Which means that the iron they did use was not clearly superior, only marginally so in certain attributes. The ability to rapidly produce weapons has always been a crucial capability in the time of war. Casting and hammering bronze was far easier and quicker than dealing with iron until the later technological advances you mention were discovered.
The Iron Age was not called the Steel Age because they didn't have steel. What you're suggesting is that since a culture had charcoal (carbon) they had carbon fiber.
R
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In article

Hmmm... ok.
Would you be interested buying a deed to the Pacific Ocean? I only have a few left now, and they always go quick. Better hurry!
Erik
PS, Might I suggest you you actually read both the brass and pot metal articles in their entirety?
http://en.wikipedia.org/wiki/Brass
http://en.wikipedia.org/wiki/Pot_metal
Compared to brass, pot metal is little more than a dried up, metallic like Play-Doh substance.
http://en.wikipedia.org/wiki/Play-Doh
http://en.wikipedia.org/wiki/Desiccation
While we're at it, here's one for bonus points:
http://en.wikipedia.org/wiki/Common_sense
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over & out?
I guess that means you're done with the shovel.
"In 25 years, the only thing I remember that anyone ever asked us to machine out of brass, were triple beam balance weights. "
I guess that's all the data we need....brass is crap, just like "pot metal"
Don't confuse yourself with the facts...... we can tell you've made up your mind.
btw you're confusing minor surface oxidation with destructive levels of corrosion.
It's not a matter of "ruffling feathers", it's about disseminating wrong & misleading information.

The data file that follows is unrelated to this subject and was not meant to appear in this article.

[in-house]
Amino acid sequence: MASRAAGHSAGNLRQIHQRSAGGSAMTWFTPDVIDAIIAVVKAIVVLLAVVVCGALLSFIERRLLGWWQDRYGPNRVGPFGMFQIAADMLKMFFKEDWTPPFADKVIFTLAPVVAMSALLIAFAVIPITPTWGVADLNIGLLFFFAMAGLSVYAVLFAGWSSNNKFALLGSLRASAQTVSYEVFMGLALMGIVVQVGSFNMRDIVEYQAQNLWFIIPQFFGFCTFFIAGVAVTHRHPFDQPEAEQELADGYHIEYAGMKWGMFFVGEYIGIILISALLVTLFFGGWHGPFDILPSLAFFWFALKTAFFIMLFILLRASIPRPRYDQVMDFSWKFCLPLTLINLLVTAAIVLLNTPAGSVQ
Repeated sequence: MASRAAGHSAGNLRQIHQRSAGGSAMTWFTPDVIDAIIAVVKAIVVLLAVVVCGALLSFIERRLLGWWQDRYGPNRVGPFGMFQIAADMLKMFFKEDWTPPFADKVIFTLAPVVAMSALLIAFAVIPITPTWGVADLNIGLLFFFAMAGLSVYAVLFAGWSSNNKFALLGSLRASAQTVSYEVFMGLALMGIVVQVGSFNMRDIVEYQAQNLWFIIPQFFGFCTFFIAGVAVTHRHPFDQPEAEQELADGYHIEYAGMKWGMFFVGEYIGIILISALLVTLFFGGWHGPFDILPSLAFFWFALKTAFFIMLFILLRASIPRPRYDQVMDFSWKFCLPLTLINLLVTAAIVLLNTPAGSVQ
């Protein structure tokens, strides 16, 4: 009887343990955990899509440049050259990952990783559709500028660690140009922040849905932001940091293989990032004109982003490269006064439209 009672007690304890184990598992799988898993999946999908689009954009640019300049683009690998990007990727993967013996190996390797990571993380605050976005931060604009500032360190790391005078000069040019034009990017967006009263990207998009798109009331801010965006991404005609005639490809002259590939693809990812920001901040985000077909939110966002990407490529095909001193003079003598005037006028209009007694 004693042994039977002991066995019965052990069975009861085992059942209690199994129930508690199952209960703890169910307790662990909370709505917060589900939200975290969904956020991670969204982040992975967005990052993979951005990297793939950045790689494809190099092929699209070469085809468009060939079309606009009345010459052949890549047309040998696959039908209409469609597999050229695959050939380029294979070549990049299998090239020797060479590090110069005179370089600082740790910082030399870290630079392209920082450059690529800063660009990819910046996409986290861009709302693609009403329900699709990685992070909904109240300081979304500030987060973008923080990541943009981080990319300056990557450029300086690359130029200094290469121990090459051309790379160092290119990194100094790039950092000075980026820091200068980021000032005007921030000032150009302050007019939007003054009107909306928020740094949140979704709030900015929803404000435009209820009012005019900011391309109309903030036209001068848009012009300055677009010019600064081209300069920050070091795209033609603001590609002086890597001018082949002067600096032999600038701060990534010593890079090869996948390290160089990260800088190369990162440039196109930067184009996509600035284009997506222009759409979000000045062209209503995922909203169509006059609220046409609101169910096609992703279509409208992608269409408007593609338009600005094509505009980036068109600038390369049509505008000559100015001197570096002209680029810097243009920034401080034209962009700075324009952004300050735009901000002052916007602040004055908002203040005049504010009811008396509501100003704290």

Sad to imagine but there are probably people in your offline world who actually think you know of what you speak...... :(
cheers Bob
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On Tue, 22 Mar 2011 19:43:56 -0700, Smitty Two

Pot metal certainly isn't brass and certainly isn't as durable as brass.
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esoteric about it. It's just cheap pot metal. <<<<
Surely you're joking or misinformed. Machined brass (not formed brass tube) is one of the best materials & manufacturing methods for garden hose fittings.
I have re-usable brass hose ends that are over 30 years old, the aluminum ones from HD would be lucky to last 5 in the same service environment.
In this application anodized aluminum is a joke and a ripoff.
I've got red brass sprinkler valves that are nearly 50 years old.....a few are on their second actuator replacement.
btw Brass is not "pot metal"; "pot metal" typically refers to alloys that are predominately zinc; low melting temp, great for die cast junk.
cheers Bob
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speaking of hose fittings, i have some of those quick connect plugs that I got at home depot.
one of the hose connections started leaking and I found that one of the qc plug was pitted and had white deposit embeded near the entrance. can anything be done about that?
from what I can tell of the comments, the plugs I have isn't brass, is that right?